Google for Education launches originality reports to curb student plagiarism, outlines Assignments for higher ed

The feature, called originality reports, allows instructors and students to check work to ensure it is cited properly and avoid plagiarism.
Written by Larry Dignan, Contributor

Google for Education launched a new feature designed to check students' work for originality and plagiarism across its Assignments and Classroom learning platforms.

The feature, called originality reports, allows instructors and students to check work to ensure it is cited properly and avoid plagiarism.

Originality reports checks a student's text against billions of web pages and millions of books. The system will highlight text that needs a citation or includes phrases similar to what's on the web.

Also: How Apple, Google, and Microsoft stack up in education technology: Hardware, software, and deployment    

Here's a look:


Students will have a chance to run an originality report up to three times before submitting work. The originality reports link to the external sources and bring results in context for instructors to check. In addition, schools can create a private repository of past student submissions to use originality reports to find matches between students. Google said in Classroom, instructors can access originality reports for no charge up to three assignments in each course they teach. Schools get unlimited access if instructors have G Suite Enterprise for Education.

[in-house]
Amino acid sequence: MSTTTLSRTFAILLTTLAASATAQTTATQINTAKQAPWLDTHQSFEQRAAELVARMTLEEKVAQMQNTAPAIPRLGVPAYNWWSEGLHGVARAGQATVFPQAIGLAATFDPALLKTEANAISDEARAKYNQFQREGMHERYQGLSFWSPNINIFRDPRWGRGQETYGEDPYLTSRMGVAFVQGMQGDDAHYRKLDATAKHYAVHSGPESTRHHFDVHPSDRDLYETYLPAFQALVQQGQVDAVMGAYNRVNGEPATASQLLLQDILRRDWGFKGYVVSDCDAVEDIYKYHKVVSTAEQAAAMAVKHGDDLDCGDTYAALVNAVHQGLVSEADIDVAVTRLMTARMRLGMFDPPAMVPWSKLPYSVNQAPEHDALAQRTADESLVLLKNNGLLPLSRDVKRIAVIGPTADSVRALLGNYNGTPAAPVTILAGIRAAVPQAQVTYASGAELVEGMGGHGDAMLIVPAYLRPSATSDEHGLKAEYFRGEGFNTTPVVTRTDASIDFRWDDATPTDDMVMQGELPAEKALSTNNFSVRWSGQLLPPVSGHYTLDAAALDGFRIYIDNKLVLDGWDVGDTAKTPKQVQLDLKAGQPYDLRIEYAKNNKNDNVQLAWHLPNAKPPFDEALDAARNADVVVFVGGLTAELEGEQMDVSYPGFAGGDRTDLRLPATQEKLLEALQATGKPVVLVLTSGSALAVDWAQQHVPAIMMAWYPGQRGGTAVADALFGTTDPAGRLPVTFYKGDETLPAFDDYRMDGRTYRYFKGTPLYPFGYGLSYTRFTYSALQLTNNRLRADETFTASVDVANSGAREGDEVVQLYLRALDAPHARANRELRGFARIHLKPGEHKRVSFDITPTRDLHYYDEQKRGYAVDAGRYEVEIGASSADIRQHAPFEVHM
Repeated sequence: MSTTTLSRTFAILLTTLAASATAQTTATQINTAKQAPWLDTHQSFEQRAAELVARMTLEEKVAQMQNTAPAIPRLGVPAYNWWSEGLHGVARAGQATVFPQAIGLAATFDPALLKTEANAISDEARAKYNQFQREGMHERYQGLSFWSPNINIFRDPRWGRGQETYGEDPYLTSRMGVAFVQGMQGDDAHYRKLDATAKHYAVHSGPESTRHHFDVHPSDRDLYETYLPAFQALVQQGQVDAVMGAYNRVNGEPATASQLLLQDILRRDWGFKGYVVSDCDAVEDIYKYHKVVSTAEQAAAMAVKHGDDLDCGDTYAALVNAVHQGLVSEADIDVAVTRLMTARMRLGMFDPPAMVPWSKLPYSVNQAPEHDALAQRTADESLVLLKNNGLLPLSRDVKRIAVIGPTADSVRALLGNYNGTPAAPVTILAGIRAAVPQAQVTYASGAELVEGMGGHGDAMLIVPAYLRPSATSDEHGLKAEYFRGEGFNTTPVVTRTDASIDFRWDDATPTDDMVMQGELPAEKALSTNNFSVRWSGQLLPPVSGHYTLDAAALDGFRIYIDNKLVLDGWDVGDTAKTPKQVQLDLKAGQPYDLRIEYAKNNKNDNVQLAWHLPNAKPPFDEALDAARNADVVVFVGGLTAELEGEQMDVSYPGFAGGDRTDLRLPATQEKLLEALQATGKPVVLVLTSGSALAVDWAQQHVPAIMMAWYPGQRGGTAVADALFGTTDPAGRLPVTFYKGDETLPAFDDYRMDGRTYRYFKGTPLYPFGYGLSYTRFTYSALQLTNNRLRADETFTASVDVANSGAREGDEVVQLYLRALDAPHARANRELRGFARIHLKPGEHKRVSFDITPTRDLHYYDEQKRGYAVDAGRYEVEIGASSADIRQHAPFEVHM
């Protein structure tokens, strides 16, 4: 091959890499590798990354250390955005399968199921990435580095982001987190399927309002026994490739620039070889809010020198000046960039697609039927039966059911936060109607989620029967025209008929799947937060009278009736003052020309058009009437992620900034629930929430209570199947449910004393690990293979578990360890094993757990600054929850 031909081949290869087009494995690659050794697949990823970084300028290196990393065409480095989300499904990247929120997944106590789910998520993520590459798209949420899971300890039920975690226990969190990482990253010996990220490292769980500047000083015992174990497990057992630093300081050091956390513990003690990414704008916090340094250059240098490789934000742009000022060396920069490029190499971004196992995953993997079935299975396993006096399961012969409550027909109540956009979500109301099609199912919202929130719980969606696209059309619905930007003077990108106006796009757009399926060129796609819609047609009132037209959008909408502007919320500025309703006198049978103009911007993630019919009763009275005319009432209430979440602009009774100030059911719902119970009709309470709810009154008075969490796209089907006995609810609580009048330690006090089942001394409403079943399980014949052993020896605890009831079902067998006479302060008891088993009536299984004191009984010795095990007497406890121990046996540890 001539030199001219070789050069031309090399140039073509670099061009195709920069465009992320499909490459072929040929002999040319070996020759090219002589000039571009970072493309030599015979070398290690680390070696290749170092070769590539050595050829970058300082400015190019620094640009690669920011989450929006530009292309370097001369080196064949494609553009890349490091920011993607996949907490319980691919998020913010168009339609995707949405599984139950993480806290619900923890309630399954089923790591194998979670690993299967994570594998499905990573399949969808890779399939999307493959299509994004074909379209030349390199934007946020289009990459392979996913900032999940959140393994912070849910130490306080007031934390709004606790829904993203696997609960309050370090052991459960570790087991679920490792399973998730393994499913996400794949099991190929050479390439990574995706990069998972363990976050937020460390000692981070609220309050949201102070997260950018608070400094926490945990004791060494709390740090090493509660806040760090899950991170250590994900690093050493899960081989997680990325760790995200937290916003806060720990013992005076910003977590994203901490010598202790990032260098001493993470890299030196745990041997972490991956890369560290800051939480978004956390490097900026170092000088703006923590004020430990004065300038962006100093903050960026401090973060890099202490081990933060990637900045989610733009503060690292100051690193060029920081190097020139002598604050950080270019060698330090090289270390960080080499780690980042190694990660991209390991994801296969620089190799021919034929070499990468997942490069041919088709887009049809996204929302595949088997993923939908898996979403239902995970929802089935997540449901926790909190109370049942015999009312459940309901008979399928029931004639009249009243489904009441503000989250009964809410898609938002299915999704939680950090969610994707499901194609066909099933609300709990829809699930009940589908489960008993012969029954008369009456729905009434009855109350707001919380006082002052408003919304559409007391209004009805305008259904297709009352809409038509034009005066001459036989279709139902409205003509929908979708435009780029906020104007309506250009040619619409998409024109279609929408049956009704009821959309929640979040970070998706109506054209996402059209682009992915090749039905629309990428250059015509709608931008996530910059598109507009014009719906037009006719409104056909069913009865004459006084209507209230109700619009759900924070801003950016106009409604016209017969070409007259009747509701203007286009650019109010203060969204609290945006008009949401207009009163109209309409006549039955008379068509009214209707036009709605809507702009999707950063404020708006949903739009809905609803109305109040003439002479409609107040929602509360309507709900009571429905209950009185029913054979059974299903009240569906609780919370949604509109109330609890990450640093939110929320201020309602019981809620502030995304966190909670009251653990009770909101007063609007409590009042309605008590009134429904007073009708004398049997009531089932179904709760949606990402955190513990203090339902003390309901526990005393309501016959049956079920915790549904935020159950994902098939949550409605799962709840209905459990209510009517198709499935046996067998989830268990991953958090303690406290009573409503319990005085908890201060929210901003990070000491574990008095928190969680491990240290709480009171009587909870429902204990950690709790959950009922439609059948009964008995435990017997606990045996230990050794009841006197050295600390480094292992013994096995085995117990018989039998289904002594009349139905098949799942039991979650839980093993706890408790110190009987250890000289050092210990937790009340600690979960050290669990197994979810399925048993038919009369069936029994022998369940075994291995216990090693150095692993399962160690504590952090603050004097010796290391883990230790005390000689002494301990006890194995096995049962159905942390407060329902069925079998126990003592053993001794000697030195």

These originality reports are also embedded into Assignments, a system for higher education instructors in beta, as well as Classroom, aimed at K-12 students. Assignments, formerly known as Coursework, is designed to operate with learning management systems or integrated as an add-on to link Google Drive, Docs and Search. Classroom is typically used at K-12 schools in conjunction with Chromebook deployments.

Google has been updating G Suite for Education ahead of the new school year and has also rolled out an App Hub for Chromebooks. The search giant's software and cloud strategies for education aim to take advantage of Google's Chromebook momentum in education. 


Higher ed deployments require a different approach from Google given there's typically infrastructure in place and Chromebooks aren't as prevalent. 

The strategy with Assignments is to acknowledge that learning management systems such as Blackboard and Canvas are competitors but entice universities to use its tools too. In a blog post, Google argued that Assignments can make student workflows easier and run the software in conjunction with learning management systems, stand alone or integrated. Google said Assignments will be part of G Suite for Education and already has integrations with Canvas.


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